UACES Facebook Rust infection can weaken, kill Arkansas native pine trees

Rust infection can weaken, kill Arkansas native pine trees

By Mary Hightower
U of A System Division of Agriculture

Fast facts:

  • Fusiform rust spores travel miles in the wind
  • Infection causes galls that from weak spots in the trunk

(270 words)

(Newsrooms: With downloadable images at https://flic.kr/p/24EK91w and https://flic.kr/p/25FP92j)

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HOPE, Ark. – It’s that time of year where pines and other flowering plants are dusting the world with tons of yellow pollen, but if you see orange dust on a pine tree, that could be the sign of a damaging infection, said Jon Barry, extension forester with the University of Arkansas System Division of Agriculture.

“That orange dust may be spores of fusiform rust, a fungal disease that afflicts our native loblolly pine,” he said “Over time, the fungus produces galls on the pine trunk or branches. Fusiform rust can kill young trees, and the galls on the trunk may weaken the structure of the tree and may cause the tree to break at the gall during a storm.” 

3-30-2018 Fusiform Rust
GALL — Pine tree branch gall caused by fusiform rust infection. (U of A System Division of Agriculture photo by Mary Hightower)

Once a tree is infected with fusiform rust there is no way to cure the tree.

“If you have a tree with a fusiform rust gall near your house, have the tree evaluated by an arborist or a forester to determine whether the tree is safe,” Barry said.

Fusiform rust fungus infects new needles and cones and spreads slowly into the tree. 

“If the trees are more than 10 years old, removing the infected tree will do little to reduce the risk of additional trees being damaged by the infection,” he said. “The spores can be carried for miles by wind, so your pines will get a dose of the fungal spores. If the trees are more than 10 years old, infections that occur will usually be on the branches or upper crown where they are less likely to be a real problem.”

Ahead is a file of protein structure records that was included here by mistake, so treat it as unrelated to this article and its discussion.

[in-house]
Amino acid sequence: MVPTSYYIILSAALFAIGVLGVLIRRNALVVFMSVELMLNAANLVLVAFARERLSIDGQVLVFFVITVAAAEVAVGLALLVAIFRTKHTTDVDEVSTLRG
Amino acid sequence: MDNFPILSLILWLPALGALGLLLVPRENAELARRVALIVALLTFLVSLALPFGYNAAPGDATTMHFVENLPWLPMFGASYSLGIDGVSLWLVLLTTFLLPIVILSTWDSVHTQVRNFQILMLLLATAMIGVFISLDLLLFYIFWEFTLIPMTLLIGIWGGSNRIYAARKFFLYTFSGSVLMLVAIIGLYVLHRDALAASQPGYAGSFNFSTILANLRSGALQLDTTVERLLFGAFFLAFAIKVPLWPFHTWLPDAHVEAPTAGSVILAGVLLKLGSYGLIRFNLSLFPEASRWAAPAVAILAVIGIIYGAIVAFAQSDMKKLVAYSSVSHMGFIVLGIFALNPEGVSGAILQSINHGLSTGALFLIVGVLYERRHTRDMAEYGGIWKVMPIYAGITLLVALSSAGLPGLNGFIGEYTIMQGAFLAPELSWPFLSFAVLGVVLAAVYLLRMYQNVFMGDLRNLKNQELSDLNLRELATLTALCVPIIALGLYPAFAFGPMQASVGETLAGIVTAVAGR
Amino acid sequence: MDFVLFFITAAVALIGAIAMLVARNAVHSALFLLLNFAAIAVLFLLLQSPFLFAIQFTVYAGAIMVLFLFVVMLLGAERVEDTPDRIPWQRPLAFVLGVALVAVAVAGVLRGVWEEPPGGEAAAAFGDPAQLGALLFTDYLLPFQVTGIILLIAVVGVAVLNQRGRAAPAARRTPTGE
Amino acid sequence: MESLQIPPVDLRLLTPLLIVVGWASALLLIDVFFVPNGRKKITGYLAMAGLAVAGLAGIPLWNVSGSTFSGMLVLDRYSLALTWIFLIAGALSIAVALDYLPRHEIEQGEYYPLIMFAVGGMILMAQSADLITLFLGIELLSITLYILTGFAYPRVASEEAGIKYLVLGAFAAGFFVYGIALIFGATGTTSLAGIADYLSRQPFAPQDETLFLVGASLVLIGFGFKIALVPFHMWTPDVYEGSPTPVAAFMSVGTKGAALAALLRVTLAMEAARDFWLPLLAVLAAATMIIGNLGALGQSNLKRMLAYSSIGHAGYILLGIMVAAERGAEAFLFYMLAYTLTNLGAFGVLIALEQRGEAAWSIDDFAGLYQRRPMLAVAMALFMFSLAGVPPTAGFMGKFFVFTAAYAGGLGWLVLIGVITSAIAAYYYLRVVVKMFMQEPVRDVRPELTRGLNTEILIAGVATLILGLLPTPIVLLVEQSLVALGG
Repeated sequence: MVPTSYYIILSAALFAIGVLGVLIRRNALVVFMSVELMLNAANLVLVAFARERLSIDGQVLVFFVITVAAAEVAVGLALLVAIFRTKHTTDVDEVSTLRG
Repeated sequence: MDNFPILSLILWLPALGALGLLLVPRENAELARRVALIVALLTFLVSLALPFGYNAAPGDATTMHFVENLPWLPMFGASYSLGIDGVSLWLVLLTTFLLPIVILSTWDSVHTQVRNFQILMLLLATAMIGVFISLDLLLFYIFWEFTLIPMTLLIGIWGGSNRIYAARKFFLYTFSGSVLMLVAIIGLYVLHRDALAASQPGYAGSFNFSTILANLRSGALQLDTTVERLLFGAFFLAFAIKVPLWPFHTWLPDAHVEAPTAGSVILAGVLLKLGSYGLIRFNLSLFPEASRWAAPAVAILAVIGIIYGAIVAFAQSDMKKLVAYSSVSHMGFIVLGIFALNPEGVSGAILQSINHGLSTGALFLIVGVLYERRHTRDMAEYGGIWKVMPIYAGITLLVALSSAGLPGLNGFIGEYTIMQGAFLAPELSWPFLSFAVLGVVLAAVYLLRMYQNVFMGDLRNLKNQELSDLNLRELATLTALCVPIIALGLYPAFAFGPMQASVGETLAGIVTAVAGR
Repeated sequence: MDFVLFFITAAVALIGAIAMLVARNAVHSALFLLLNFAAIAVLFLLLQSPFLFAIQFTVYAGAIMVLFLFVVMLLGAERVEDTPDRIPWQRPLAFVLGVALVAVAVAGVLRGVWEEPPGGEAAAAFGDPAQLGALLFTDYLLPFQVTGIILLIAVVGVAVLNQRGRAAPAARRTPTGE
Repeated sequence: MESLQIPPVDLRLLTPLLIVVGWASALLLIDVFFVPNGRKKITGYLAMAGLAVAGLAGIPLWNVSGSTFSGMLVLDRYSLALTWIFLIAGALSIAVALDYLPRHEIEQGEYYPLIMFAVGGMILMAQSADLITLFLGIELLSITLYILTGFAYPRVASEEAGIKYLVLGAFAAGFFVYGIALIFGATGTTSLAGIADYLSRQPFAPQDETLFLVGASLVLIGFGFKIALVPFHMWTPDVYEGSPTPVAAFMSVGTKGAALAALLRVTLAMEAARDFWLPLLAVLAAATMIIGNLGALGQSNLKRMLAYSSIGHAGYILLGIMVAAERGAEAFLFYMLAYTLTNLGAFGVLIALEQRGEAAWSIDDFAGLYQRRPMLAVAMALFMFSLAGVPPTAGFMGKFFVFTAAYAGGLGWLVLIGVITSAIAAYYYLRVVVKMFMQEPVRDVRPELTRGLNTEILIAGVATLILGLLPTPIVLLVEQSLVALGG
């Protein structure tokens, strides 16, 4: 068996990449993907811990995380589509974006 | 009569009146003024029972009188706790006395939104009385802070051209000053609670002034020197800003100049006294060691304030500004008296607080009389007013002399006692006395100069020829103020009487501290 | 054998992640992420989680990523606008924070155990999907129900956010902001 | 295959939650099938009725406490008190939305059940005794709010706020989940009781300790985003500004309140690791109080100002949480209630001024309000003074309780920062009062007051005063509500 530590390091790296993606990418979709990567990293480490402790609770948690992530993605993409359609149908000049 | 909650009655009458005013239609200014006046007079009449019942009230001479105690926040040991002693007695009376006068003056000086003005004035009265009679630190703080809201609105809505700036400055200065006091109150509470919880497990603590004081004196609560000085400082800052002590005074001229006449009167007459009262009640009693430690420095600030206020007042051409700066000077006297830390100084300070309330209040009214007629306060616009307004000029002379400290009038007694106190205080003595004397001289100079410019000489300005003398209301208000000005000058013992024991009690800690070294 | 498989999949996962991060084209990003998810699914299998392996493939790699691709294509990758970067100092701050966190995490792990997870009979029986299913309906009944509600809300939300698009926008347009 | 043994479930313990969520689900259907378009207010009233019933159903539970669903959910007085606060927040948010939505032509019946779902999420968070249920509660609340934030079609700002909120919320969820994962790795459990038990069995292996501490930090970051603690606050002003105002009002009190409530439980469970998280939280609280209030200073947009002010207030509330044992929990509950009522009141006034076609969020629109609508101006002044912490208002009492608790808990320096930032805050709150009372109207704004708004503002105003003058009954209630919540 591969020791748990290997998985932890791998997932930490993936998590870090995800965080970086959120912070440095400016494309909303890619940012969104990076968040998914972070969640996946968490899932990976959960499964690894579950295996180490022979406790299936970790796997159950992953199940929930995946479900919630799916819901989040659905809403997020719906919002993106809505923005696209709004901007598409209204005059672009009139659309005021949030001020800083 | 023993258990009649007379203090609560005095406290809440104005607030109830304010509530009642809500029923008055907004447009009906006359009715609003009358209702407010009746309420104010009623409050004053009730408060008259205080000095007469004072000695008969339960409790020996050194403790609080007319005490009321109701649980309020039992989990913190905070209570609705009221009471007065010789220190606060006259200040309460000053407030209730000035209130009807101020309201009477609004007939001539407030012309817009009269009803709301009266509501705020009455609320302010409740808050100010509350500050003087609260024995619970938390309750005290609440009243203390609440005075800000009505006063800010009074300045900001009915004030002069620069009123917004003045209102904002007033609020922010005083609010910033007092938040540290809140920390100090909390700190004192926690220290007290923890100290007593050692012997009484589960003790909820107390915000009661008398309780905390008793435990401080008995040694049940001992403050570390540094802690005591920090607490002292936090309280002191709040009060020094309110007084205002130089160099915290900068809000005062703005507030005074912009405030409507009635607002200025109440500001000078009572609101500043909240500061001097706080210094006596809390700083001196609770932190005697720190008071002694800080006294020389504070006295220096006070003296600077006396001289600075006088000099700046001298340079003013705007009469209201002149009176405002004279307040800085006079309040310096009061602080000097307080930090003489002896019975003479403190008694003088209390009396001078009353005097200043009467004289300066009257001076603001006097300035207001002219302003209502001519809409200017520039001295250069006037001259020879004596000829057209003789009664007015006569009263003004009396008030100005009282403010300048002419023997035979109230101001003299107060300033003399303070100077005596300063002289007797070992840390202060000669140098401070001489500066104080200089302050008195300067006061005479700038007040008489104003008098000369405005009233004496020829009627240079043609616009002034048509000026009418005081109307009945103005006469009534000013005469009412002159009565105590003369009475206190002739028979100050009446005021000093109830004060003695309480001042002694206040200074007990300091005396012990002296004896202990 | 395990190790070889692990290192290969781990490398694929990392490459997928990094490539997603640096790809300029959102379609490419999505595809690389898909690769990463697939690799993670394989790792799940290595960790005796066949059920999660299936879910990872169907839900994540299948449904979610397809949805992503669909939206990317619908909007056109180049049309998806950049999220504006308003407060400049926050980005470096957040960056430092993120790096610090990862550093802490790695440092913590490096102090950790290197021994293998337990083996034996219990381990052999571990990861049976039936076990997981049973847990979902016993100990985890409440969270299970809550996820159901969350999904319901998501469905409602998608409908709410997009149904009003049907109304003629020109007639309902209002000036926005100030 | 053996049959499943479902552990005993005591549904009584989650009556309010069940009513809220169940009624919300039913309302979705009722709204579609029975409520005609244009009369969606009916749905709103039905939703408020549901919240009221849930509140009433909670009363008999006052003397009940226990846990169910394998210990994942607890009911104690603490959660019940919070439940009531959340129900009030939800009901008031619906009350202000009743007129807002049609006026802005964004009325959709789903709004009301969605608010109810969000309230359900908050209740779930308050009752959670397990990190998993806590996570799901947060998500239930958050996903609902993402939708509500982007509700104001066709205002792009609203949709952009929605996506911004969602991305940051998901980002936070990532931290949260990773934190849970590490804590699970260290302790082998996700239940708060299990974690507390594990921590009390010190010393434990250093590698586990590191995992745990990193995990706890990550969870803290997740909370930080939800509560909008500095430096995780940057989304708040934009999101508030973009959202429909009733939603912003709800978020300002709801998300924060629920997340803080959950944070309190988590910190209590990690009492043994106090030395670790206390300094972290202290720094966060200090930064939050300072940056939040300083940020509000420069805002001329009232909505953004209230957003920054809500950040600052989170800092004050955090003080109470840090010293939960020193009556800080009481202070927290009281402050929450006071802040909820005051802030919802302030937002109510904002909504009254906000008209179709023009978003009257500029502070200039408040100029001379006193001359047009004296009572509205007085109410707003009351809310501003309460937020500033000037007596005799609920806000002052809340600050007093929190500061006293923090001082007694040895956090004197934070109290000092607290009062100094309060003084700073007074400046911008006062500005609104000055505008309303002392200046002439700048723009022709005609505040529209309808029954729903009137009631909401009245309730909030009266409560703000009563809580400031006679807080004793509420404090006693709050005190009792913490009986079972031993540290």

The Cooperative Extension Service has a fact sheet on fusiform rust that includes symptoms to help identify the disease: “Fusiform Rust in Arkansas, FSA7543”and may be downloaded here: https://www.uaex.edu/publications/PDF/FSA-7543.pdf

For more information about forestry in Arkansas, visit www.uaex.edu or contact your county extension office.

About the Division of Agriculture

The University of Arkansas System Division of Agriculture’s mission is to strengthen agriculture, communities, and families by connecting trusted research to the adoption of best practices. Through the Agricultural Experiment Station and the Cooperative Extension Service, the Division of Agriculture conducts research and extension work within the nation’s historic land grant education system.  

The Division of Agriculture is one of 20 entities within the University of Arkansas System. It has offices in all 75 counties in Arkansas and faculty on five system campuses.   

The University of Arkansas System Division of Agriculture offers all its Extension and Research programs to all eligible persons without regard to race, color, sex, gender identity, sexual orientation, national origin, religion, age, disability, marital or veteran status, genetic information, or any other legally protected status, and is an Affirmative Action/Equal Opportunity Employer.

 

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Media Contact: Mary Hightower
Dir. of Communication Services
U of A System Division of Agriculture
Cooperative Extension Service
(501) 671-2126
mhightower@uaex.edu